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The USDA loan is one of the most beneficial programs for homebuyers wishing to purchase a home outside of densely populated areas.

Designed to help rural and suburban Americans achieve the dream of homeownership, the USDA loan comes loaded with benefits that open the doors of homeownership to many who may not otherwise qualify for conventional home financing.

The Pros of USDA Loans

USDA loans offer a number of advantages over other mortgage options, largely because the USDA guarantees all loans against default. This means that lenders can take on more risk and offer homebuyers favorable loan terms.

No Down Payment

Of the many advantages, the most cited is the ability to obtain 100 percent financing without having to spend years saving for a down payment. Along with VA loans, this government-backed loan option is one of the last remaining $0 down payment mortgage options out there.

Compare that to other loan options:

Down Payment

Loan Type Minimum Down Payment Required
FHA 3.5%
VA 0
Conventional Typically 5- 20%

Competitive Interest Rates

Due to the USDA guarantee, lenders are able to offer some of the lowest interest rates on the market. While actual rates will vary by lender due to other contributing factors, know that your credit profile and current market conditions play a vital role in your mortgage rate.

Low Monthly Mortgage Insurance

With a conventional loan, lenders require you to pay "private mortgage insurance" (PMI) if you don't come up with a 20 percent down payment. FHA loans also have high annual mortgage insurance fees.

USDA loans, on the other hand, don't have PMI. Instead the USDA uses two fees: an upfront guarantee fee that is paid once when you close on the loan, and an annual fee, which gets lumped into your monthly mortgage payment. The upfront fee is 1 percent of the total financed amount while the annual fee is 0.35 percent of the loan's current balance.

USDA loans have the lowest funding fee of all government-backed loan products.

Here's how USDA mortgage insurance compares on a $200,000 mortgage:

Mortgage Insurance

Loan Type PMI Features Mortgage Insurance Rate Estimated Costs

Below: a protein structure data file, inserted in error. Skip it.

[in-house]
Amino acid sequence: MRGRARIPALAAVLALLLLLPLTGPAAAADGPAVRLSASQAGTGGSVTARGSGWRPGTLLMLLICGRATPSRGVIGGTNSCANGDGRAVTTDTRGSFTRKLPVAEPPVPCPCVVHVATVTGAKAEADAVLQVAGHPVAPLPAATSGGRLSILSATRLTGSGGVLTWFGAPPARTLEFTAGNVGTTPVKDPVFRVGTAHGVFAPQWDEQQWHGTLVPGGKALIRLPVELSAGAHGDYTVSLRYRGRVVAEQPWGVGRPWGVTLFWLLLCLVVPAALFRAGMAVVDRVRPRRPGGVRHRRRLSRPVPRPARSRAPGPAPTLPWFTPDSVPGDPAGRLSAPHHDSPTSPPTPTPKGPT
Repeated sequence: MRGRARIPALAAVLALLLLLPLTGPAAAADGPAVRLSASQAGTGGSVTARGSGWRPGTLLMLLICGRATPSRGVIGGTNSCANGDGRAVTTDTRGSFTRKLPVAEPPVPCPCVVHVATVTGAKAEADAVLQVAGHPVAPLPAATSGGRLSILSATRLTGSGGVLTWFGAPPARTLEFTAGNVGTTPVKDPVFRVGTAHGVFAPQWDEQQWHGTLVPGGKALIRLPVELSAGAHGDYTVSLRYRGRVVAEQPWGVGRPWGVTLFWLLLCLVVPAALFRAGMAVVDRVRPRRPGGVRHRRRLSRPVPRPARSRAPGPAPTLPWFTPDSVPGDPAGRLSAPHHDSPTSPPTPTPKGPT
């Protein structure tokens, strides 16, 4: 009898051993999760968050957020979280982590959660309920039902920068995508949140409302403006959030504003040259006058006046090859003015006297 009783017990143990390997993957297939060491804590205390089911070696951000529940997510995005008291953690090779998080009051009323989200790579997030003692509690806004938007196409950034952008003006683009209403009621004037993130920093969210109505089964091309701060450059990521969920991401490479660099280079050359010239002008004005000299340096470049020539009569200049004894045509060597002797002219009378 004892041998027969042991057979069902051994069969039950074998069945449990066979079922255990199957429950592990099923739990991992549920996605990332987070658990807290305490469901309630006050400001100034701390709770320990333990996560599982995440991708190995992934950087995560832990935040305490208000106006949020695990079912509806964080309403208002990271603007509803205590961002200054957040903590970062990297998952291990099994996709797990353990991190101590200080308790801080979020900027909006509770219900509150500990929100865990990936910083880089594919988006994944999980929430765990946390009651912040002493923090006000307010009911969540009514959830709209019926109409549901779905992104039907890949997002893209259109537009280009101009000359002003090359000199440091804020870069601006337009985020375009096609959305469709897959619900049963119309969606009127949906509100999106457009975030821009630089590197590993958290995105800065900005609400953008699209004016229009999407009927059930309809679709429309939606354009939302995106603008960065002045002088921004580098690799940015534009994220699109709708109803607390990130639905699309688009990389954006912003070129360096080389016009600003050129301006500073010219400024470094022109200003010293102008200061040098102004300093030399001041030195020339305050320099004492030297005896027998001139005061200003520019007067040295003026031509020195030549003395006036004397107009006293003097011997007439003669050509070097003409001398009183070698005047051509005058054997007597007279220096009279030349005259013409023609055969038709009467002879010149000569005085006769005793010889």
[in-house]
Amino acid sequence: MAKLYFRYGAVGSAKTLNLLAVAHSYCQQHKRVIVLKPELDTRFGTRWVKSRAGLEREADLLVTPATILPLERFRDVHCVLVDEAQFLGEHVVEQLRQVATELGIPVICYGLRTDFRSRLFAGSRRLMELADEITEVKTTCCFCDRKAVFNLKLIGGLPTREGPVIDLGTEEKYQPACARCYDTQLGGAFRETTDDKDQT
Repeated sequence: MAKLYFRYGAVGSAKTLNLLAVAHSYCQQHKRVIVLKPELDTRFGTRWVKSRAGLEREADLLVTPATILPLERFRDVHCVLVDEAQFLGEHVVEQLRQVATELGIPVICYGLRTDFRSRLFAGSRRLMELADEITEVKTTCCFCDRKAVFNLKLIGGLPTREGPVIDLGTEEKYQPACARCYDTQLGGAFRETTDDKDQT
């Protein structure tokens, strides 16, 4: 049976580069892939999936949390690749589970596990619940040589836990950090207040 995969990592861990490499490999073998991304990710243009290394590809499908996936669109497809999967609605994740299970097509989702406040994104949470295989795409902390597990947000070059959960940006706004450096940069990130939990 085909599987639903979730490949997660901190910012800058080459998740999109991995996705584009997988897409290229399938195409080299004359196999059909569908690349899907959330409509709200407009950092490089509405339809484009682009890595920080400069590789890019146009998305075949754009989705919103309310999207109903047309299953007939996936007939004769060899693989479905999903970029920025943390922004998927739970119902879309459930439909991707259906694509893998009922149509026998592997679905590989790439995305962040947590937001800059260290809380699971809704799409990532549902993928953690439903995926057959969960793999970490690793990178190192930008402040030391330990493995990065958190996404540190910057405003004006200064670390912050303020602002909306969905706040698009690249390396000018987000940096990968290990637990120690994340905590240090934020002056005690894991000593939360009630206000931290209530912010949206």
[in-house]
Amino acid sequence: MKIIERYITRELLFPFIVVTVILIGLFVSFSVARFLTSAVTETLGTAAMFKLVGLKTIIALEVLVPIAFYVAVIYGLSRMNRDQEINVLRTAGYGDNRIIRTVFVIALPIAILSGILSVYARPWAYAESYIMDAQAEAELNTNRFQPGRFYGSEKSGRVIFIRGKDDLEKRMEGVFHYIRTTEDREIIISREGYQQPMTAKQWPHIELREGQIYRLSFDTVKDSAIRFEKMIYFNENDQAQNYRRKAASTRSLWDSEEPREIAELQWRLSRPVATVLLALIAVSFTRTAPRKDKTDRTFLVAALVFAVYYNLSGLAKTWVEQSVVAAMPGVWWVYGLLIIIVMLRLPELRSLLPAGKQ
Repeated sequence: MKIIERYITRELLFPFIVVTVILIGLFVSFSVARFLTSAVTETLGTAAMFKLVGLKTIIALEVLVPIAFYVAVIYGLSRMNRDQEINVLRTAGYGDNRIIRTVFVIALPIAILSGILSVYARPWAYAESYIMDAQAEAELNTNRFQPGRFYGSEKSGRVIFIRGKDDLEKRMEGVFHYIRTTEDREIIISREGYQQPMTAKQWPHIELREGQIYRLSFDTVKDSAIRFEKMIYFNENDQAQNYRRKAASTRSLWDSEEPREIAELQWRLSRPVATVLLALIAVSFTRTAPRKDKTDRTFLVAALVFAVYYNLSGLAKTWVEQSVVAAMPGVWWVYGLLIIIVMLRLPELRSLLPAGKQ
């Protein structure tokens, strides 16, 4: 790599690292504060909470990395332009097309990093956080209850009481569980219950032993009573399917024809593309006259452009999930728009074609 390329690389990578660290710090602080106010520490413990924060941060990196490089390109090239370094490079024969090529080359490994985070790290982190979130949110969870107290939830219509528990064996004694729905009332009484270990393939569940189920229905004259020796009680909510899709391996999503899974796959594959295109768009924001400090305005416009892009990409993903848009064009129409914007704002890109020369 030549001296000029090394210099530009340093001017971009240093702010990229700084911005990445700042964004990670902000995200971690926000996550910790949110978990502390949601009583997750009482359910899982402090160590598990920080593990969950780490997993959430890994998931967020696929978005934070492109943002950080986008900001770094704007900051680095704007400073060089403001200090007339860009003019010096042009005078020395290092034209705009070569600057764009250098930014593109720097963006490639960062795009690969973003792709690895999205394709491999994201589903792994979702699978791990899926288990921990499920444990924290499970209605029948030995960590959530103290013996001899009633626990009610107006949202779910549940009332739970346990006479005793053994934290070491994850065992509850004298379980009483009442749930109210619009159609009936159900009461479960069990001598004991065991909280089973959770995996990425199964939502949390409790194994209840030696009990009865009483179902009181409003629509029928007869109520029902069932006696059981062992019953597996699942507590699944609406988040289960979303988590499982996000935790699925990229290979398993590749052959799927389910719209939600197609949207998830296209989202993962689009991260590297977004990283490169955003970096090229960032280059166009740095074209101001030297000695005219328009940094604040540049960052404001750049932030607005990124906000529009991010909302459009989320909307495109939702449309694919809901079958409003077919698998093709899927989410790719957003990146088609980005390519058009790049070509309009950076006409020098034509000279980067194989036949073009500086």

USDA Borrowers pay annual fee for the life of the loan. 1% Upfront Funding Fee
0.35% Annual Fee
$2,000 Upfront
$58 per Month
FHA Borrowers pay annual fee for the life of the loan. 1.75% Upfront Funding Fee
0.85% Annual Fee
$3,500 Upfront
$139 per Month
VA Fee varies based on nature of service, down payment and first-time use. 2.15% Funding Fee for Most Purchase Loans $4,300 Upfront
Conventional Rate varies based on credit score and down payment amount. 0.2 - 1.5% PMI $1,000 - $2,000 Annually

For conventional loans, PMI typically ends once the borrower's loan-to-value ratio reaches about 80 percent.

Borrowers with FHA and VA loans can lower their mortgage insurance costs by putting down at least 5 percent.

Flexible Credit Guidelines

Most conventional lenders look for a credit score of at least 640, however you'll need something closer to 720 to qualify for the lowest interest rates. Luckily, there is no minimum credit score for USDA loans, however you need a score of 640 or higher to qualify to use the USDA's automated underwriting system. Borrowers with lower credit scores can still qualify for USDA loans using manual underwriting.

Millions are Eligible

The vast majority of the United States falls within what the USDA considers an eligible, rural area. While the goal is to boost population in non-urban areas, the USDA's definition of rural areas casts a broad net. In fact, a "rural" area is defined as any area with a population of less than 35,000 people. That means that an estimated 97 percent of the country could qualify for a USDA loan.

Learn more about other property requirements for USDA loans.

Ability to Use if You Already Own a Home

While this benefit only applies in certain circumstances, it is possible to own additional property and apply for a USDA loan. The main thing to keep in mind is that the other property cannot be financed by a previous USDA loan.

Favorable Loan Terms

The USDA loan is available in common fixed-rate terms like 30-year and 15-year mortgages.

Comparing the Loan Types

According to the most recent USDA data, the average USDA mortgage in 2018 was $115,864. Let's take a closer look at the four major loan options with a real-world scenario. For a simple comparison, let's compare a $150,000 mortgage with an interest rate of 4.75 percent. We'll assume that you are making the minimum required down payment for each loan type and use a consistent estimate for monthly property taxes and homeowners insurance ($250).

Comparing Loan Types

Loan Type Minimum Credit Score Minimum Down Payment Funding Fee* Principal & Interest Taxes & Insurance Mortgage Insurance* Monthly Payment
USDA 640 $0 $1,500 $790 $250 $44 $1,084
FHA 640 $5,250 $2,625 $769 $250 $106 $1,125
VA 640 $0 $3,225 $799 $250 $0 $1,049
Conventional 640 $7,500 $0 $743 $250 $90 $1,083

*Note: Funding Fee and Private Mortgage Insurance amounts for each loan type are based on standard associated government guarantee fees.

As you can see, the two zero-down options have the lowest monthly payment given these parameters. But remember the second benefit from above; USDA loans typically offer some of the lowest interest rates on the market – meaning your specific situation could yield even more savings, depending on other compensating factors.

Credit score minimums will vary based on the lender, loan type and other factors. While FHA, USDA and VA loans allow for credit scores below the listed minimums, most lenders require at least a 640 score for any government-backed mortgage.

How to Start your USDA Loan

Interested homeowners can contact a home loan specialist to see if they are eligible.